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Dead It Is Then

May 8, 2010

     The confrontation between Bucky Barnes, the current Captain America, and the replacement Bad Cap/Grand Director from the 1950s comes to its conclusion in Captain America #605.  The Watchdogs secure the Hoover Dam, and Bad Cap continues to try to convince Bucky of the righteousness of his cause.  When the Watchdogs report in that they’ve lost communication with the train, Bucky breaks free and starts beating them all up.  The Falcon finds out that the Watchdogs on the train had a helicopter coming in, and he gets information on their real target.  Bucky and Bad Cap go one on one, and Falcon has one more Watchdog call in the helicopter.  He and the train conductor get onto the helicopter and commandeer it as the train goes off at high speed and derails.  Just as Bad Cap backs Bucky into a corner, Falcon arrives in the helicopter and turns the tide.  When Bad Cap threatens to set off the bomb manually, refusing to change, Bucky shoots him, killing him and knocking him off the dam.  Bucky’s a bit shaken, feeling that that guy might have been a bit like him, but Falcon tells him otherwise.  Then, in the Nomad backup, Nomad wakes up in the Night Nurse’s office, having been brought there by Araña.  She tracks Araña down and thanks her, and Araña offers her help in taking out the Secret Empire.  The Secret Empire decides to leave Nomad alone, at least for now, and Professor Power gets a promotion.  Then, Nomad transfers to Araña’s school, and they become official friends.

     In the end, I’d say that this was the least interesting of all of Ed Brubaker’s stories on Captain America since he started his run.  Why?  Because it never really got into the nitty-gritty of what Bad Cap was fighting for and the contrast between him and Bucky.  Instead, we get vague things about how things have changed a lot since the Great Depression, and how the country is “at war.”  But it just wasn’t concrete enough.  Again, I’m not sure if that’s because Brubaker wanted to avoid putting too overt of political opinions into this book or what.  But I think it would have been more powerful if he had done so.  If anything, it gave Brubaker a great chance to work in Bucky and Falcon as a duo and on Falcon as a single character.  I love the way Brubaker writes Falcon, making him more than just some guy who can talk to birds and fly with a harness, because it really treats the character seriously.  Unfortunately, that alone wasn’t enough to make the whole arc great.  Luke Ross’ art was superb, so at least there was that consolation.  And even the Nomad backup wasn’t as bad as the last ones.  Rather, Sean McKeever made it really heartwarming, letting poor, alone Rikki Barnes get over her problems and actually have a friend.  David Baldeón’s pencils were still pretty good, even if he did make that panel where Night Nurse takes a look at Nomad’s eyes look pretty strange.  I just think it was too bad overall that Brubaker didn’t take this arc as far as it should have gone.  The fact that this is the worst we can expect from him, and the fact that something like this is what disappoints, indicates the high level of quality he’s brought to Cap thus far.  Fortunately, Baron Helmut Zemo is the next badguy, and I think Brubaker will make that story awesome.  Besides, as well all know, only real men wear pink.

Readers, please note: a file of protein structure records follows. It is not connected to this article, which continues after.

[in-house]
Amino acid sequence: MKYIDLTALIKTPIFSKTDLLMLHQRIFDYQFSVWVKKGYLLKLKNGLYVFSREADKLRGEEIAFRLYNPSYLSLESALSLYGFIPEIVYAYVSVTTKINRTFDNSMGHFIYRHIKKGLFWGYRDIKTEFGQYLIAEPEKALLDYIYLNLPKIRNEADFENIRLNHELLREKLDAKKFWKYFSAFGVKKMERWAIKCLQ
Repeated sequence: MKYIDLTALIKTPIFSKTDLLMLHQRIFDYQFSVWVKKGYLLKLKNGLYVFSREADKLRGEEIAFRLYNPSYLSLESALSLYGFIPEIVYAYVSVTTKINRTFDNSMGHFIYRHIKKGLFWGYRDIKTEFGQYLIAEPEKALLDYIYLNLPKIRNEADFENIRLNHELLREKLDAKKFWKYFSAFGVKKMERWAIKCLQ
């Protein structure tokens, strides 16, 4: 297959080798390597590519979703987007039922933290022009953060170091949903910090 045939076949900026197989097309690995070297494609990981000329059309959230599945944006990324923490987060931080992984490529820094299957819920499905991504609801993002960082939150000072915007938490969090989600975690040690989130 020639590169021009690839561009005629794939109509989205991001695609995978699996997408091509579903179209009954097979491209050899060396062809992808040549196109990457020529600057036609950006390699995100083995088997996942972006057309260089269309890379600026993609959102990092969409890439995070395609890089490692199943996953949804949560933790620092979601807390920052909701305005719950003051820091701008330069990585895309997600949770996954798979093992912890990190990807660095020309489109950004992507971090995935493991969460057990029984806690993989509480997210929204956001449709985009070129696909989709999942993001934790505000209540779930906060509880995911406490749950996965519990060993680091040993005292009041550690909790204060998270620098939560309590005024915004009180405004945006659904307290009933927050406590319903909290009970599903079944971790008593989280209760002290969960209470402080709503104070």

Plot: 8.3      Art: 9.2      Dialogue: 8.6      Overall: 8.4

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